Last year I wrote about three significant colleagues of John Wesley who had a major impact on early Methodism: Charles Wesley, William Grimshaw, and John Fletcher. To that list also belongs Mary Bosanquet Fletcher, who among other things was one of the first women preachers in Methodism.
Because having men as lay preachers was highly controversial in the eighteenth century, having women as preachers was almost unthinkable. Certainly, there were women in significant public roles from the early days of the Methodist movement, offering prayers, giving testimonies, leading classes, and sometimes even exhorting listeners following a sermon. But actual preaching was a much more radical step.
Wesley’s reticence was shown in how he responded to Sarah Crosby in 1761. Expecting thirty but finding two hundred in attendance at a meeting, she felt led to publicly exhort the people. She wrote Wesley for guidance, in the meanwhile speaking to yet another large crowd while waiting for a response.
Wesley’s reply sought to reassure her while avoiding what might be technically called preaching: “Hitherto, I think you have not gone too far. You could not well do less …. When you meet again … tell them simply, ‘You lay me under a great difficulty. The Methodists do not allow of women preachers: neither do I take upon me any such character. But I will just nakedly tell you what is in my heart’” (cited in Paul Wesley Chilcote, John Wesley and the Women Preachers of Early Methodism [Scarecrow, 1991], 122).
Despite Wesley’s caution, he nonetheless continued to support the public speaking of Sarah Crosby and others.
Crosby’s letter was apparently conveyed to Wesley by Mary Bosanquet. Born in 1739, Bonsanquet was the daughter of a banker, and her loyal Anglican parents were dismayed when as a teenager she became involved with the Methodists, especially with her desire to wear plain clothing and avoid attending plays. At age 22 she and her parents mutually decided she should leave home, living on an inheritance from her grandmother.
With her friend and mentor Sarah Ryan, she opened an orphanage and school at Leytonstone. Ryan, who was 18 years older than Bosanquet, had been a domestic servant, a radically different background from the well-to-do Bosanquet. But the two women bonded and became the nucleus of the most important center of women’s ministry in early Methodism.
Joined by Sarah Crosby, the women moved to a farmhouse called Cross Hall in Yorkshire in 1768. That same year Sarah Ryan died. It was during this period that Bosanquet first heard Sarah Crosby preach.
Bosanquet began her public speaking at prayer meetings for orphans and women. As neighbors began attending and the numbers grew, her public speaking increasingly took the form of preaching, and began to evoke criticism.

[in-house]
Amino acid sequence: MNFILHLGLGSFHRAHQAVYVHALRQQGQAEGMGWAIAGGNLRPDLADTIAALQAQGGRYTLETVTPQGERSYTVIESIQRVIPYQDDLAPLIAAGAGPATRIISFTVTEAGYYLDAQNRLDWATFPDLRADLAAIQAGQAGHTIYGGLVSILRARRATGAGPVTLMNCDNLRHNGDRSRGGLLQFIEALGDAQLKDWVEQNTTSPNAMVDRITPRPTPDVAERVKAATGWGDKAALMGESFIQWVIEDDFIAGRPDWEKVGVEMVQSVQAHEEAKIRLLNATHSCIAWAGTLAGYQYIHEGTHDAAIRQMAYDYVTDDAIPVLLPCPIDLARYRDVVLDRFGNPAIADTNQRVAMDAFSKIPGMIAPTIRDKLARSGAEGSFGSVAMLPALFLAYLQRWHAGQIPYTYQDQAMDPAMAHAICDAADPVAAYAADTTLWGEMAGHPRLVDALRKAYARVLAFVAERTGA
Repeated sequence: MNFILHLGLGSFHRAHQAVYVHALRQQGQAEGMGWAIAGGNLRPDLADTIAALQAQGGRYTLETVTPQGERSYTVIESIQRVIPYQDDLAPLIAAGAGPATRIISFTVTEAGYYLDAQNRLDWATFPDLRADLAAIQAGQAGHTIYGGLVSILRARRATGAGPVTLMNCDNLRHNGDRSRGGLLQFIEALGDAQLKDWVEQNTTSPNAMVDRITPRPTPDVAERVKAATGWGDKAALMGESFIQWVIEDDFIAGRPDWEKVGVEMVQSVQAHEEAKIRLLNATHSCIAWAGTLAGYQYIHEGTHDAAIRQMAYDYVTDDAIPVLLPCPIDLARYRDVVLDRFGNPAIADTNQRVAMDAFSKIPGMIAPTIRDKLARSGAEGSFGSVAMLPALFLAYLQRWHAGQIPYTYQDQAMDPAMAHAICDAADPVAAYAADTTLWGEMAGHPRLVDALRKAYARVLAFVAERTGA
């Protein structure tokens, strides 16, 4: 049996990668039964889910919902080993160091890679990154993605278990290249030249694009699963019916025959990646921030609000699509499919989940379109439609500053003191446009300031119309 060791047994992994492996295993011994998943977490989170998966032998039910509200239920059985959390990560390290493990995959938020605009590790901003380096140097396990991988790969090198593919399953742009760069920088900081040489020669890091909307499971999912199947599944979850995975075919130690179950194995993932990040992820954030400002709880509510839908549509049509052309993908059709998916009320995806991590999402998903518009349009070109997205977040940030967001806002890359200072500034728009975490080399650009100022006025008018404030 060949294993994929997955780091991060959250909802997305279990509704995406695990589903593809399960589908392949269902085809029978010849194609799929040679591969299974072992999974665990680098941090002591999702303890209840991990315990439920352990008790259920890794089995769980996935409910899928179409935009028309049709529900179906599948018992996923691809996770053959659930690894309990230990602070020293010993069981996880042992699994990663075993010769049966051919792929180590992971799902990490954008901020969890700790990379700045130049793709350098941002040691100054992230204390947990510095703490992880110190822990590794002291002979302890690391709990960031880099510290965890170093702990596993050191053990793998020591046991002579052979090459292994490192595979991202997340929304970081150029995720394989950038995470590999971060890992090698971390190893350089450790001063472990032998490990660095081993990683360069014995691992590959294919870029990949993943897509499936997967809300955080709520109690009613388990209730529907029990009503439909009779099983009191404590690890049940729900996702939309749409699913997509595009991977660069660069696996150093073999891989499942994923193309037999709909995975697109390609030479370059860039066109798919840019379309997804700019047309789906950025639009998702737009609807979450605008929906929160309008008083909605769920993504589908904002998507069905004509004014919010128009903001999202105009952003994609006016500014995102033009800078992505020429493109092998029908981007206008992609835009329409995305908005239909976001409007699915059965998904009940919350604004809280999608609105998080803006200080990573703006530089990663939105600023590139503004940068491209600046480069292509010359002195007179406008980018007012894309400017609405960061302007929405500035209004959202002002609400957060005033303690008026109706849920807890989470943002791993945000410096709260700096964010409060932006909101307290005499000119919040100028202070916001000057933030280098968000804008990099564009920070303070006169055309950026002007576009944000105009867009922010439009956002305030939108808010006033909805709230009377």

Writing Wesley for advice in 1771, Bosanquet noted that her peaching had reached hundreds who might never had entered a preaching house. This was followed by a lengthy interpretation of the relevant passages of Scripture. She notes that Scripture is thought by many to permit a woman to speak in public “now and then, if under a peculiar impulse, but never else.” But how many times does this really mean? “Perhaps you will say, two or three times in her life; perhaps God will say two or three times in a week, or a day — and where shall we find the Rule for his?” (cited in Chilcote, 301) She claimed she had received such an “extraordinary call” to preach.
Wesley’s response was a complete endorsement of her preaching as an “extraordinary call,” the same extraordinary call received by the male lay preachers. Soon thereafter the Methodist conference began giving women preachers letters of endorsement for their ministry, signed by John Wesley.
Mary Bosanquet’s work at Yorkshire continued for another decade, until she married John Fletcher and moved to his parish at Madely. Their happy marriage was cut short by his death in 1785.
Mary Fletcher continued her ministry for another thirty years, until she died at age 76. She led the Methodist society at Madely — the only woman to lead a society — and preached regularly at the preaching chapel she and John Fletcher had built at there. In 1814, a year before she died, she was preaching five services a week. The heart of her messages was thoroughly Wesleyan: the promise of a heart perfected in love, grounded in God’s love for us in Jesus Christ. It was to this good news she gave her life, and in which she mentored a new generation of Methodist women leaders.